To further shed light on the inherent mechanisms of these two devices, we discuss DOS around the Fermi level for these devices. Figure 5a,d illustrate that the DOS of the two devices were zero at the Fermi energy level, corresponding to their electron transmission spectrum. Before the construction of the heterojunction, the contribution of DOS near the Fermi energy level originated mainly from the 2p orbitals of the graphene carbon atoms. After the formation of the heterojunction, the contribution was mainly from the 2p orbital of the graphene carbon atom and the 5d of the W atom. We can see clearly that several peaks exceeded 100 in the Gr/WS2-3, more than twice that of the Gr-1. The highest peaks in the valence band region were observed at −1.92 eV, while those in the conduction band region were found at 1.44 eV. These peaks serve to protect fewer delocalized states near the Fermi level.
Here, the dominant transmission eigenstates near the Fermi energy level at equilibrium were calculated to explore the physical roots of their transport phenomena. The calculated results in Figure 5b,c,e, and f showed that the transmission of two devices around the Fermi level was provided by two major transport channels, both with transmission eigenvalues of nearly 1.000. The transmission eigenstates of both devices exhibited delocalization throughout the whole central region, resulting in significant transport capability near the Fermi energy level. We can see that the electronic states were evenly distributed in the diffusion region between the left and right electrodes, along the graphene armchair direction. This indicates that these states were all π-orbitals of the C atom of graphene, leading to their metallic characteristic. However, the contribution of WS2 in Gr/WS2-3 was almost negligible.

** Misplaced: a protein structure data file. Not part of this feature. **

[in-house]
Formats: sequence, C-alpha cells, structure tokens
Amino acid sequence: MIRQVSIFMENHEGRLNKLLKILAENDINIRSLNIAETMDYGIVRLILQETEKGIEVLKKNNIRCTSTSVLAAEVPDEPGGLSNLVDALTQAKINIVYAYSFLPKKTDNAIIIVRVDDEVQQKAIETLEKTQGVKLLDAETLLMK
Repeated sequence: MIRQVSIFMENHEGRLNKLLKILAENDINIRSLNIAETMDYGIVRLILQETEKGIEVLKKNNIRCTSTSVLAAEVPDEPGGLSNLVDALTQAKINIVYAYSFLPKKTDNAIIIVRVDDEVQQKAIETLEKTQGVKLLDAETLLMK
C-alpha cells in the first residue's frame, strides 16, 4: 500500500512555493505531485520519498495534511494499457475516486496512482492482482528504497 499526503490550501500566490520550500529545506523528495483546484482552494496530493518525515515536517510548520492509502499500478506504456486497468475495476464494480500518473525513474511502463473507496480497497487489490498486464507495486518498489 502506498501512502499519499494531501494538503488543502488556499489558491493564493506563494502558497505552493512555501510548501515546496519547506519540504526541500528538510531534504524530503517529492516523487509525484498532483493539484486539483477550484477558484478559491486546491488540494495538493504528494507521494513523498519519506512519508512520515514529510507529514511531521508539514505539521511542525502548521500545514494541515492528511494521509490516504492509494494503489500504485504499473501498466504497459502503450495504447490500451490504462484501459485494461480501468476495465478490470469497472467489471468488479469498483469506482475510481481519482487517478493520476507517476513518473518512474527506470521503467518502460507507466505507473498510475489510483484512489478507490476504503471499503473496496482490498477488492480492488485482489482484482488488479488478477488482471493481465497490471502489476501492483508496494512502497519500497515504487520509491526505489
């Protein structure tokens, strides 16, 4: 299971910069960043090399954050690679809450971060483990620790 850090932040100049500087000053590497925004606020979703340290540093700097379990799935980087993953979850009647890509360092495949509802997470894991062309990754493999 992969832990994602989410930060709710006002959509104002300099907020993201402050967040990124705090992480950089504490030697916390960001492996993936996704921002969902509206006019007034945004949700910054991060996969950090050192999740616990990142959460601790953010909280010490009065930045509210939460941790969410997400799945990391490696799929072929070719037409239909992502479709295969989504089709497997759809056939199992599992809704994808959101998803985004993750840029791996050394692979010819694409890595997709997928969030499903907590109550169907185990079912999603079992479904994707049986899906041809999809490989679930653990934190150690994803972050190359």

It is well known that the study of transmission spectra at non-zero bias voltages can provide useful information for the study of I–V characteristics. This is because the current is defined by the integrated area of the transmission curve within the bias window, as shown by the Landauer–Buttiker formula. As a result, we calculated the transmission spectra of the Gr-1 and Gr/WS2-3 devices under 0.4, 0.8, 1.2, 1.6, and 2.0 to further reveal their transport phenomena (Figure 6a,b). The bias window’s perimeter is represented by the colored parts. The effective integral area of the transmission curve within the bias window grew with increased bias, producing a linear I–V characteristic, as we can see from both devices. However, when the bias window increased to 1.2 V, the step transmission spectrum started to change shape and expand in an arc, so the I–V curve began to show non-linear features, and the slope subsequently increased. It is evident from the transmission spectrum that quantum steps are always present within the bias window at different bias voltages and that the steps shift as the bias window expands. The movement tendency of the steps in the conduction and valence band regions was indicated by the arrows, respectively. The number of wave valleys within the bias window in the Gr/WS2-3 devices progressively increased. Spikes far from the Fermi energy level moved in the opposite direction and were unable to move inside the bias window, so the contribution of these spikes to the transport properties was almost negligible. Interestingly, the lowest transmission probability was always located at the boundary of the bias window, and as the bias increased from 0 V to 2 V, the gap shifted to the boundary of the bias window.